Those walking down Ferry Way downtown might notice something missing.
For the past two years, the stretch of windows lining the south side of the street gave a look into the creation of Alaska Native artwork. Examples of weaving, carving and beadwork stood in the windows of Haa Shagoon, a shop that promoted locally made Native artwork. Sometimes there were even artists working on-site, giving passers-by a peek into the creative process.
As of the end of September, those windows are empty. Shop owner Don Morgan said that he used to greatly enjoy the location because it was a little off the beaten path but still got a decent amount of traffic from cruise ship passengers. Earlier this year, however, Morgan said the spot became less desirable.
“When I first moved here, I loved it,” Morgan said. “Right about the time they closed the Bergmann (Hotel) is when it started getting worse.”
When the city closed the Bergmann in March due to safety concerns, it displaced people who (in many cases) had nowhere else to go. The population on the street rose, and many of them migrated toward the Glory Hole Shelter, Morgan noticed.
The Glory Hole is right around the corner from Haa Shagoon, and Morgan said the combination of the Glory Hole and liquor stores in the area have kept homeless and inebriates around. He said it’s not the only factor in closing his shop, but he said he and other business owners downtown have noticed the shifting demographic.
“People are just tired of it, and the economy is such that people just aren’t spending as much,” Morgan said. “It’s just real tight.”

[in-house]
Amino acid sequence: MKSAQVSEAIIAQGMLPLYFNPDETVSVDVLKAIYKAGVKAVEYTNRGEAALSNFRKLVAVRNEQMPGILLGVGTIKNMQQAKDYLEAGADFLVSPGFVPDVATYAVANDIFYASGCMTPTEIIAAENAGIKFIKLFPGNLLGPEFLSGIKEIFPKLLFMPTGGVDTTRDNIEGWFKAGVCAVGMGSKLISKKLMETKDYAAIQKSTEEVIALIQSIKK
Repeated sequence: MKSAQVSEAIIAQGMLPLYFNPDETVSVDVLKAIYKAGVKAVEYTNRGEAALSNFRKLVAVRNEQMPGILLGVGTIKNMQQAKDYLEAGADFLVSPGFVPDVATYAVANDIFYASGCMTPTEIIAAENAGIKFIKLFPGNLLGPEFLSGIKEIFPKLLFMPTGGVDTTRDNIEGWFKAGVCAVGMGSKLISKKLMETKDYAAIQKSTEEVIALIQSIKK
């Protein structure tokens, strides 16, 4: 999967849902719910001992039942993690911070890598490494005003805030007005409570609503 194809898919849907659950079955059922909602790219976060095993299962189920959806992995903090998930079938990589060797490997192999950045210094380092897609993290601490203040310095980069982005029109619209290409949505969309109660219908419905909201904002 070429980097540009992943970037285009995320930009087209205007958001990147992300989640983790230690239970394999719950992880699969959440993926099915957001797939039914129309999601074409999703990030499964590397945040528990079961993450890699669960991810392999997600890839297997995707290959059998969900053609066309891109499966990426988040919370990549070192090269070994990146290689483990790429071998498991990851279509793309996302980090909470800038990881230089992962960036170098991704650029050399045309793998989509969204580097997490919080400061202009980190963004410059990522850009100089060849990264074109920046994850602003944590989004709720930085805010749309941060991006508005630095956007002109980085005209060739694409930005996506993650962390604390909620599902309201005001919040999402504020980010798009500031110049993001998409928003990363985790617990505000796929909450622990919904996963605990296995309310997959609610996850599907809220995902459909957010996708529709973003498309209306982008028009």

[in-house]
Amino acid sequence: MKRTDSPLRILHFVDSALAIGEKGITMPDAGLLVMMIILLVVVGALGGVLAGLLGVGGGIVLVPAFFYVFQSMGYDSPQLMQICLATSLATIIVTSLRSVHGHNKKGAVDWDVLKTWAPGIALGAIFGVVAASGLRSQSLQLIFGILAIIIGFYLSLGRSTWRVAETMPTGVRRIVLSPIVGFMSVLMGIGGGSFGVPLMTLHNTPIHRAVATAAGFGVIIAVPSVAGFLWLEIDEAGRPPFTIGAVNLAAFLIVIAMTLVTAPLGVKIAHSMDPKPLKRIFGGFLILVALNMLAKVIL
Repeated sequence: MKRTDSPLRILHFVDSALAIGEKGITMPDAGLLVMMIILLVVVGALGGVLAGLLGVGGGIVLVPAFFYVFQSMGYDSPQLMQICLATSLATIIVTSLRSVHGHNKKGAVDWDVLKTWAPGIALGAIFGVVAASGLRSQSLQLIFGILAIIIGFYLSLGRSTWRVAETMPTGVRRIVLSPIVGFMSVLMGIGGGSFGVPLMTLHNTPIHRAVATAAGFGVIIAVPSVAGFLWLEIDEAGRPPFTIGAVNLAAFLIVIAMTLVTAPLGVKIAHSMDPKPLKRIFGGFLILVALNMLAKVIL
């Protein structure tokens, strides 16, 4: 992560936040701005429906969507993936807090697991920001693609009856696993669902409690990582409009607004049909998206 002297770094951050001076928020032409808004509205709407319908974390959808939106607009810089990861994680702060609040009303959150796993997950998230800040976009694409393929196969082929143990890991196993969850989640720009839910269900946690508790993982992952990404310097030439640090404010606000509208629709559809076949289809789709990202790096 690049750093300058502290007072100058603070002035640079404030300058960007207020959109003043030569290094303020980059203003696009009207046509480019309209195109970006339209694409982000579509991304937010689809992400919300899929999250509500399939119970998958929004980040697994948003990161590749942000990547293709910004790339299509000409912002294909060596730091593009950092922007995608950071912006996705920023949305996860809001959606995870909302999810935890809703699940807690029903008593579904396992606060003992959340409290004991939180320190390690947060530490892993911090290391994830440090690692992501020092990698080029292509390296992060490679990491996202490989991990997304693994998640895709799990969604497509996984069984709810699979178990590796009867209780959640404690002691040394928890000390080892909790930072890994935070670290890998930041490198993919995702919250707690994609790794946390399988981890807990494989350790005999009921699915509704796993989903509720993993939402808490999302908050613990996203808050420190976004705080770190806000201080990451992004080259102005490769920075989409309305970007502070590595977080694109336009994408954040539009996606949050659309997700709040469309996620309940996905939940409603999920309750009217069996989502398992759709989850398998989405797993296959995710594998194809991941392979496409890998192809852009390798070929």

Not all business owners feel that way, though. Eric Forst, the owner of the Red Dog Saloon, said he’s noticed downtown trending in an opposite direction. Other downtown business experts have also said the rise in homelessness and other store closures downtown don’t appear to be related.
With the implementation of initiatives such as Housing First (which is supplying housing for 32 homeless people starting this fall), Forst said downtown has “started to turn a corner” in terms of a smaller homeless population. Just last week, Forst said, he and his wife were walking downtown and he noticed that he feels much better heading into the winter this year than he did last year.
“I don’t sense the same change in the feel of the winter months as I did last October,” Forst said. “Last October, we were like, ‘Whoa, whoa, whoa, what’s going on?’ This year, I actually think it’s much better.”
Though they disagree on the state of downtown’s homeless situation, Forst and Morgan agree that the state’s economic downturn has made finances tight for many businesses. With a tight profit margin, shoplifting also plagued Morgan. He said he lost all of his profit margin in August due to shoplifters who grab a bracelet or something else small and take off running.
Forst, who is also the vice president of the Downtown Business Association, said the margin for error is getting smaller and smaller for small businesses.
“I think that that’s a lot larger problem, in terms of the overall economy, the state of the state economy is not good for people trying to run a small business,” Forst said. “It makes an already challenging situation more challenging.”
Forst said businesses downtown close every year, and that new businesses always spring up to take their place. For whoever takes over his spot on Ferry Way, Morgan sends a word of caution.
“Good luck,” Morgan said. “Everybody downtown knows what it’s like down here.”
• Contact reporter Alex McCarthy at 523-2271 or email@example.com.